Muir Commons residents chose an option under which PG&E would buy and install EvBox charging hardware, pay most of the installation costs, and own and maintain the chargers for the first ten years. At that point, maintenance and ownership would pass to the residents.

The installation had its snags. The complex’s transformer was already operating at 100% capacity, so they had to install a new one. Electrical conduits had to be laid beneath the parking lot, requiring major trenching work, among other projects. 

Although PG&E covered most of the estimated $20,000 per charger total installation cost, PG&E asked each household to pay $1,150 (equivalent to installing a charger in a single-family home). However, households without EVs objected. PG&E lowered the charge to $550 per household, payable at $25/month interest-free, with an additional $800 grant available to residents who bought an EV in the future.

Muir Commons is the first multi-unit dwelling electric vehicle charging project in the Davis area and was, for a time in 2019, the largest MUD EV charging project in California. County supervisor Don Saylor has been quoted as saying Muir Commons is a prime example of “how to do chargers at multi-unit dwellings (MUDs).” 

(Image Source:  Plugshare.com)

4. Green Rock Apartments, Minneapolis, Minnesota

Marketed as “eco-conscious urban living,” Green Rock Apartments has amenities including energy-efficient lighting, free low-watt light bulbs for tenants, solar panels, on-site composting and recycling services, community gardens, and bike parking. 

Always on the lookout for ways to reduce emissions and appeal to new residents, Green Rock property owner Dale Howey took advantage of a Nissan incentive program to add a DC fast charger as its first on-site station. Nissan paid for the equipment, and the complex hired a certified electrician for installation. (Listed on the Greenlots network, this charger is also open to the public for a fee.)

After that, Green Rock installed Level 2 charging at three additional buildings and their corporate offices. The complex paid about $600 per unit to purchase Level 2 charging units (up to 4 per building) and an additional $400 per unit for installation. Although intended for tenant use, the chargers are available to the public in an emergency. 

Together, the four buildings contain 97 housing units. EV owners get free parking, and the cost of charging at the Level 2 chargers is included in the rent at no additional cost. All tenants are also eligible for a $2,000 credit towards the purchase of a plug-in EV.

In addition to tenants, the complex maintenance crew uses all-electric Nissan EVs and a Polaris Ranger EV tractor for winter snow removal and summer landscaping.

“The chargers are a major draw for tenants and make the units more valuable,” Howey said.  “We have seen a small bump in electricity cost. At the end of the day, though, we’re just trying to do the right thing, and tenants stick around because of the perks.”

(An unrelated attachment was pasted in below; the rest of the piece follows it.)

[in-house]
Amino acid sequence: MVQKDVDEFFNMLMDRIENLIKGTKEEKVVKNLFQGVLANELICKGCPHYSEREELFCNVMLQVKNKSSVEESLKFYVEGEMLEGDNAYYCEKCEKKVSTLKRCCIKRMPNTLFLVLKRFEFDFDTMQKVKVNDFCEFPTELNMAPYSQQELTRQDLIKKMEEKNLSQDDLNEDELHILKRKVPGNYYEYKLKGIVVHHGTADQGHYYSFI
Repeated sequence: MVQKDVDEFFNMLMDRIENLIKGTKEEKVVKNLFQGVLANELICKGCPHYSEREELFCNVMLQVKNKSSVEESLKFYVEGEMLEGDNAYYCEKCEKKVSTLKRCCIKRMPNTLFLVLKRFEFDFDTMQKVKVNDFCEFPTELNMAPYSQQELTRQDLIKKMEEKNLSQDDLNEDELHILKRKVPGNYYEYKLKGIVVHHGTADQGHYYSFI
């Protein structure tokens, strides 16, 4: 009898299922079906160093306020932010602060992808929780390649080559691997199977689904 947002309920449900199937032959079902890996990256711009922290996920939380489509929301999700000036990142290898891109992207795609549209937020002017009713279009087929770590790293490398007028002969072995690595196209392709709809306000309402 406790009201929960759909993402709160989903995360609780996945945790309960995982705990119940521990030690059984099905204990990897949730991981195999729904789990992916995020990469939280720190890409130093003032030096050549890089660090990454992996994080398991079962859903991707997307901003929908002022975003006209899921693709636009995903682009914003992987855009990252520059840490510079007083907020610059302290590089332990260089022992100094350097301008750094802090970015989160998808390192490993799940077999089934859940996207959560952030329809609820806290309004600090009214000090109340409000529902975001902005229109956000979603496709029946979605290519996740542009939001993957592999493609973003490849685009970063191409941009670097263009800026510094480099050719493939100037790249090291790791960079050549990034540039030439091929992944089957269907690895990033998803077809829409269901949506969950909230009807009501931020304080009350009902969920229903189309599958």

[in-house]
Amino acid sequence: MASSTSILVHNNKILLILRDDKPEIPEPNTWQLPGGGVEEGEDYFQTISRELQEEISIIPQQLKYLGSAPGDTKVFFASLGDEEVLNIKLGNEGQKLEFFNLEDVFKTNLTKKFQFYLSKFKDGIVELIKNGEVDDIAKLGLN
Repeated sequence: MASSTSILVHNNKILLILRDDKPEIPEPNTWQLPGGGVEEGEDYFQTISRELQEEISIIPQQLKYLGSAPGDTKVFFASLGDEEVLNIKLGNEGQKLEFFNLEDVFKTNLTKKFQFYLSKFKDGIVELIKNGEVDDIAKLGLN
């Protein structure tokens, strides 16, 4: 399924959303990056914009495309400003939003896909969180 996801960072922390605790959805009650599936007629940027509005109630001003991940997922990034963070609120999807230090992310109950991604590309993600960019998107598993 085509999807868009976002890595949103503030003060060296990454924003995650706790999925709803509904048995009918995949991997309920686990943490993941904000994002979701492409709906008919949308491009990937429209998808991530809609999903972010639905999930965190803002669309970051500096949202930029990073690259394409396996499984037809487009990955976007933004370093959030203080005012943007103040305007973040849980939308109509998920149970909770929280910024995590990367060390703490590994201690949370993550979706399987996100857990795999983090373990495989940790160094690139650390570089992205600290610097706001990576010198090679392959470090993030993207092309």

5. 937 Condominiums, Portland, Oregon

(Image Source: Condo.com)

A LEED-certified high-rise built in the Pearl district of downtown Portland, 937 Condominiums has 16 stories, 114 condominiums, and 135 underground parking spaces. 

EV charging was not a huge consideration when the 937 Condominiums were built in 2008. Initially, building owners installed six Level 1 chargers in individually deeded locations. However, the HOA faced resident demand for Level 2 EV charging stations to service Tesla vehicles. 

Working with their resident electrician to install, the community now has ten individual Level 2 charging stations with Enel X WayJuiceBox equipment installed. Residents are not billed for energy usage associated with the chargers. The system extensively uses wi-fi and smart EV charging capabilities, specifically load balancing, and their electrical setup will allow up to 40 stations without upgrading electrical service.

In 2016, Portland was named the most EV-friendly city in the U.S. by the Indiana University School of Public and Environmental Affairs. As of January 2023, the Portland City Council is considering an amendment to the city zoning code that would require newly constructed MUD and mixed-use developments to install EV-ready infrastructure in at least 50% of available parking spaces.

Conclusion

As these case studies illustrate, installing EV charging stations gives MUD property owners a unique way to help attract and retain residents and foster an environmentally sustainable community. 

Multifamily housing owners face unique considerations when installing charging stations, ranging from parking and electrical service access to billing and legal concerns. The Alternative Fuels Data Center of the U.S. Department of Energy provides links to resources for MUD owners, property managers, HOAs, and residents on their website.

(Featured image by  JUICE on Unsplash.com)